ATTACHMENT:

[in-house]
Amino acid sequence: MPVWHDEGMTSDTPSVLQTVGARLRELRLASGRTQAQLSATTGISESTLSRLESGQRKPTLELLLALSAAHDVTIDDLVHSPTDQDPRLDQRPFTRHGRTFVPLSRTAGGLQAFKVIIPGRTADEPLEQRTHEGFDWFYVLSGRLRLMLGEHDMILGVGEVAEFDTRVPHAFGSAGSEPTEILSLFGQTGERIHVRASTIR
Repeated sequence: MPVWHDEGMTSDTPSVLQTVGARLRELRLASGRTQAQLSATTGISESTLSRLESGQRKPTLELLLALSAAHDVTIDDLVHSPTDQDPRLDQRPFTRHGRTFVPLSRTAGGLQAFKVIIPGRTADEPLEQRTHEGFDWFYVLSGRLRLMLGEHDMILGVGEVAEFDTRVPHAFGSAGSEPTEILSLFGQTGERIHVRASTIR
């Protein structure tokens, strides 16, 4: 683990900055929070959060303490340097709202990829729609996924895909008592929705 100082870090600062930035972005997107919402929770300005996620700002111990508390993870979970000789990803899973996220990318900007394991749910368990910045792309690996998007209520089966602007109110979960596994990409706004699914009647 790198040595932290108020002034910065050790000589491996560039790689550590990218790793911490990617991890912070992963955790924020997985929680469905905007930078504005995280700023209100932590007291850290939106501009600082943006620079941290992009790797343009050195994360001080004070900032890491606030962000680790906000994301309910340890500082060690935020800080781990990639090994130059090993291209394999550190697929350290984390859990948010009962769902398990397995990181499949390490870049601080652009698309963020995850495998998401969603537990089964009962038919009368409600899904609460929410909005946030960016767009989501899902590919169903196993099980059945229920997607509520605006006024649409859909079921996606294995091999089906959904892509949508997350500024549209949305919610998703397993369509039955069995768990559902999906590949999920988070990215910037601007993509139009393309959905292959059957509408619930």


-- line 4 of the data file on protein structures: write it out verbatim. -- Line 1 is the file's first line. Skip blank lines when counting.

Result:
């Protein structure tokens, strides 16, 4: 683990900055929070959060303490340097709202990829729609996924895909008592929705 100082870090600062930035972005997107919402929770300005996620700002111990508390993870979970000789990803899973996220990318900007394991749910368990910045792309690996998007209520089966602007109110979960596994990409706004699914009647 790198040595932290108020002034910065050790000589491996560039790689550590990218790793911490990617991890912070992963955790924020997985929680469905905007930078504005995280700023209100932590007291850290939106501009600082943006620079941290992009790797343009050195994360001080004070900032890491606030962000680790906000994301309910340890500082060690935020800080781990990639090994130059090993291209394999550190697929350290984390859990948010009962769902398990397995990181499949390490870049601080652009698309963020995850495998998401969603537990089964009962038919009368409600899904609460929410909005946030960016767009989501899902590919169903196993099980059945229920997607509520605006006024649409859909079921996606294995091999089906959904892509949508997350500024549209949305919610998703397993369509039955069995768990559902999906590949999920988070990215910037601007993509139009393309959905292959059957509408619930």